On steroid use, first have to make sure you’re using the right potency, for right duration, amount and frequency. Can find out more in this tag http://eczemablues.com/tag/steroids/

      (it’s good too to read this interview with harvard resident dermatologist on communicating with your doc on treatment http://eczemablues.com/2013/08/parent-patient-eczema-consultation-tips-with-dr-susan-j-huang-during-consultation/)

      It’s frustrating, isn’t it? sometimes, we’re not specifically instructed on how to use steroid, which I think it’s part of the problem of fear, misuse.. from what I understand, there are 2 approaches on when to stop – 1, is when the redness is no longer apparent and 2, is a few days after redness gone to ensure deeper layers of skin is treated. Conversely, if the rash continues, it’s time to head back to the doc and re-look on caring for the skin – steroid should not have to be used perpetually.

      Steroid does nothing to stop the dryness and flakiness – those have to be done via moisturizing, wet wrap (if seriously dry). On the continued redness in morning, I’m thinking whether it’s allergy to dust mite after sleeping (esp if your child is older, house dust mite is often the culprit) or scratching more at night which happens even if skin is good cos idle hands/habitual/rising temp at night which some kids seem to itch more. So, moisturizing all the time, whole life, at least twice a day. explore creams with lipids and using those which first ingredient is not water (‘intensive’) if skin is really dry. If steroid doesn’t help with redness, then it likely won’t help no matter how much more you apply. Consider allergy testing, humidity (Singapore usually humid enough), keeping room cool, chlorhexidine/bleach bath/swimming, the skincare products you use (hypoallergenic, right pH, no major irritant), diet (no hard science but omega 3, probiotics, more fruits & vege).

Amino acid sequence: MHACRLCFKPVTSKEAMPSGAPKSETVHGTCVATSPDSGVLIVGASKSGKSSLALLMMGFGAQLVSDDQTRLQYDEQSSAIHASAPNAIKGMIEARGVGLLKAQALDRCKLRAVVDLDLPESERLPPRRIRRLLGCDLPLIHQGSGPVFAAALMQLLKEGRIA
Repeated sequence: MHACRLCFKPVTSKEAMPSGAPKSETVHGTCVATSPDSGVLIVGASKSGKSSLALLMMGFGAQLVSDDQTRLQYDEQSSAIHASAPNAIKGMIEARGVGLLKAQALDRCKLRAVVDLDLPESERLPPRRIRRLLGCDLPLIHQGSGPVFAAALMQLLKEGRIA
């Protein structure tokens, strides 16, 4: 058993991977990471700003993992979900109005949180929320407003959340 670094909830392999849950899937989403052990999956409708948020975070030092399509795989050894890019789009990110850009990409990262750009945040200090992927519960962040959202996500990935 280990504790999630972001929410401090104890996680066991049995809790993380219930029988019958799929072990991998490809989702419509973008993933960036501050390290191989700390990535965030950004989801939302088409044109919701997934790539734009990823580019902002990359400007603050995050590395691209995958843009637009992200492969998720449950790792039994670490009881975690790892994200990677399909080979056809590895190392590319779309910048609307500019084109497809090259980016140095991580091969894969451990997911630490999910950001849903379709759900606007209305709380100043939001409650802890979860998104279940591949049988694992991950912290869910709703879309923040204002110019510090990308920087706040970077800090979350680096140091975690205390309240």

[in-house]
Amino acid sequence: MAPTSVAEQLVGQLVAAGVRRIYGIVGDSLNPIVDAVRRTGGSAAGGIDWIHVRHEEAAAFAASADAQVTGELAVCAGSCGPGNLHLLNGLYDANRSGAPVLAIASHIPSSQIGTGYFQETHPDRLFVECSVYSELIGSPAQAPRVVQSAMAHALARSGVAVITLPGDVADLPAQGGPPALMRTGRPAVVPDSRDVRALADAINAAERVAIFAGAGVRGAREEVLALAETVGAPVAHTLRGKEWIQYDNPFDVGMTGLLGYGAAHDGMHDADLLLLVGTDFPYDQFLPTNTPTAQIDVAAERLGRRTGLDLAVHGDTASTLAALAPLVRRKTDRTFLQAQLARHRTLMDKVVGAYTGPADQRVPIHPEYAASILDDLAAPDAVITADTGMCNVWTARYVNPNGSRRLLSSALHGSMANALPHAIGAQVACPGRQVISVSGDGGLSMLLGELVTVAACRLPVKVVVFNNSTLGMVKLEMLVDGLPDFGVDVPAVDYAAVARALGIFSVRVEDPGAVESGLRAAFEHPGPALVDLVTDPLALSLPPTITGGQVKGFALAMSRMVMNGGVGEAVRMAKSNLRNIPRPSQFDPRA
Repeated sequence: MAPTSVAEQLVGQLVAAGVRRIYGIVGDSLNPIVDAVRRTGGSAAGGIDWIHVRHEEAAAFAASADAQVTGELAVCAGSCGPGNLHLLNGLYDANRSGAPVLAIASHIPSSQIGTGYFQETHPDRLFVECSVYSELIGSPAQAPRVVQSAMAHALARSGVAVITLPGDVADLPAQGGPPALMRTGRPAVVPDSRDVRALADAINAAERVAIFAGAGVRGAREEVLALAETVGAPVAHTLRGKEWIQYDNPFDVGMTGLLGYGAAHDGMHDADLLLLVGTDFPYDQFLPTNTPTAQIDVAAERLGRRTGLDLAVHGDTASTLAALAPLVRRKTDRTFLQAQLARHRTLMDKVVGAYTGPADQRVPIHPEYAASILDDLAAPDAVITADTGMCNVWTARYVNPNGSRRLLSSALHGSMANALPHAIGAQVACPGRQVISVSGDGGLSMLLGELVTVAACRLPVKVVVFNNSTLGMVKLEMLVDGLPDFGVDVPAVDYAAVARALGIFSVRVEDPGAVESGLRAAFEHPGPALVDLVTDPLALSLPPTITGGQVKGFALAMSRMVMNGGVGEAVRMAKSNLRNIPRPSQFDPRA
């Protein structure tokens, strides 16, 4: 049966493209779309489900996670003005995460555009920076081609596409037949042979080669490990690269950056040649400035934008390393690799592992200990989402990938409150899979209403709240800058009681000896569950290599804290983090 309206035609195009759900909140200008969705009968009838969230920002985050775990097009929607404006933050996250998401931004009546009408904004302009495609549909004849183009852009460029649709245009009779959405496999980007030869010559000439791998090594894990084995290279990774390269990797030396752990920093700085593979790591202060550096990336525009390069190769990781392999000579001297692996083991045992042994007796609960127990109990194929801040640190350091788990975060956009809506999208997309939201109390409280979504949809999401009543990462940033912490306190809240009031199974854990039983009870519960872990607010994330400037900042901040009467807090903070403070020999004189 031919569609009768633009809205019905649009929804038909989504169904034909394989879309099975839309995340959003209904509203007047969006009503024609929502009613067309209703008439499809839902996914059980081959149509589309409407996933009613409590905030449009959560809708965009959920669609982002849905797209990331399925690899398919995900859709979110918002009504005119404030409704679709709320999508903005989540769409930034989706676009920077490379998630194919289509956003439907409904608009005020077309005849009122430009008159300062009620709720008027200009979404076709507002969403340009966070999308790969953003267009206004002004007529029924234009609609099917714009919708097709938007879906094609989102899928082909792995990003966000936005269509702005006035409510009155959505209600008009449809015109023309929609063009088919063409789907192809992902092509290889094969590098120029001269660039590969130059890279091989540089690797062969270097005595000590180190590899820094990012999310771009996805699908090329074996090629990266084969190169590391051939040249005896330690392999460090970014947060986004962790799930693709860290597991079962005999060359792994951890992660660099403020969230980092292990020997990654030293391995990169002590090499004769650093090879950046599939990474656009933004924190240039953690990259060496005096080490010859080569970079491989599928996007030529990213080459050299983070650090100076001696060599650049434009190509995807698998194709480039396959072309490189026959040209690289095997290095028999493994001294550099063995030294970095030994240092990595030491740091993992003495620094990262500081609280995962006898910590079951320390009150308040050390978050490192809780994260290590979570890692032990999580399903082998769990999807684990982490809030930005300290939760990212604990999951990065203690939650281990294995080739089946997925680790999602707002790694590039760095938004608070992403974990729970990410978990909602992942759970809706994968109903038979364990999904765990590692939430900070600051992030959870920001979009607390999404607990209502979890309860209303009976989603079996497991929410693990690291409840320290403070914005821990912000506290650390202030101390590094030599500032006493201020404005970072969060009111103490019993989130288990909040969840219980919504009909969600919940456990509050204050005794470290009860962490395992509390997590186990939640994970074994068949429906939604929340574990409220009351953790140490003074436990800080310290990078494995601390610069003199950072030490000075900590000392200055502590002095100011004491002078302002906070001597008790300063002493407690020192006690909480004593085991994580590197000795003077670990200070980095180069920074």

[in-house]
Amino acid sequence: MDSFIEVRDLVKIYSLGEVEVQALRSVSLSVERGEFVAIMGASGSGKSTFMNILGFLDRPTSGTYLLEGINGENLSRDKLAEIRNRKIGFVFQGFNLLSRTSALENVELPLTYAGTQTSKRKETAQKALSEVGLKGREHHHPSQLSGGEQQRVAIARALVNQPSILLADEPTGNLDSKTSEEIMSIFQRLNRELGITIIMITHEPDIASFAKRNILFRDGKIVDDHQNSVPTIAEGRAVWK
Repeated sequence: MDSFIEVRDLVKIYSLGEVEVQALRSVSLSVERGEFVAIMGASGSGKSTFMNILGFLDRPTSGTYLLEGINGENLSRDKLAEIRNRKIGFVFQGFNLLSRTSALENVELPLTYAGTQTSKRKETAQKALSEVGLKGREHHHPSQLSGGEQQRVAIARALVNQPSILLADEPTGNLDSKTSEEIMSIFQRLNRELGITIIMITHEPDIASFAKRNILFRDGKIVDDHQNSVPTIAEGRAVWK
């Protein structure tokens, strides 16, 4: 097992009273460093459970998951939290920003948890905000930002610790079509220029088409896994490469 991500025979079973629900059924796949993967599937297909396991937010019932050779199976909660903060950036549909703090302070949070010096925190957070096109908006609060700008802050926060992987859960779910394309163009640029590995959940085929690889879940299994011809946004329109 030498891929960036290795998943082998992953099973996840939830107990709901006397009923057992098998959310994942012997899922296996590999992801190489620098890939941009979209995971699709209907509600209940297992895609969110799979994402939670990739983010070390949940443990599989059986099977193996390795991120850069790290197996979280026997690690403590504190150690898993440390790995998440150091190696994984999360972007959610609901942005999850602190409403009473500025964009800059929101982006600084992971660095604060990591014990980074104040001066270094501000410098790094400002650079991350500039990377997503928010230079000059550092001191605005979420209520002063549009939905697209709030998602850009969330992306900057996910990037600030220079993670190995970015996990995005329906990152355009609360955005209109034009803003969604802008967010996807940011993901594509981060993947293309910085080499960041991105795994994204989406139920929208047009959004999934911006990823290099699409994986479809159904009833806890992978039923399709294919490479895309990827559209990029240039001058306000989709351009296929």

Hope above helps and doesn’t sound like rambling! All the key words can be searched on the site and the relevant posts will come up.
      Hugs!
      Mei

      • Really appreciate your reply, my baby is 4 months old, I am also trying hard to find out the trigger for his ezcema, main suspect now is egg and shell fish as my baby still on breastmilk. It doesn’t seems so much like dust mite to me as his ezcema mostly appear on chest and belly which has no contact with the bed, moreover, daytime he is spending most of the time on the same bed also but no problem. I am prepared that this is going to be a long fight for figuring out the trigger, treating and preventing but I feel lucky that I found your blog.

        Also, thanks for answering my queries re when to stop steroid, probably I stopped too early so the rash on belly seems a bit uncontrollable.

        • Welcome! Lots of moms will be upset that I’m ok with using steroids 🙂 It’s one of the very controversial topics with many parents believing not to use steroids. For me, I think it’s ok to treat flare-up but if it keeps on flaring up, then steroid will not be the solution to be keep on using. Figuring out trigger is important but not so easy for some – there’s a whole lot of ‘science’ not clear right now, like how diet affects, will intolerance lead to eczema?, how to even be diagnose as having an intolerance, how inflammatory foods affect, the blurring of when atopic becomes contact dermatitis, the ingredients in steroid cream itself, it’s a whole lot of things that everyone is figuring out and not so easy to study 🙂

          Hang on there!
          Mei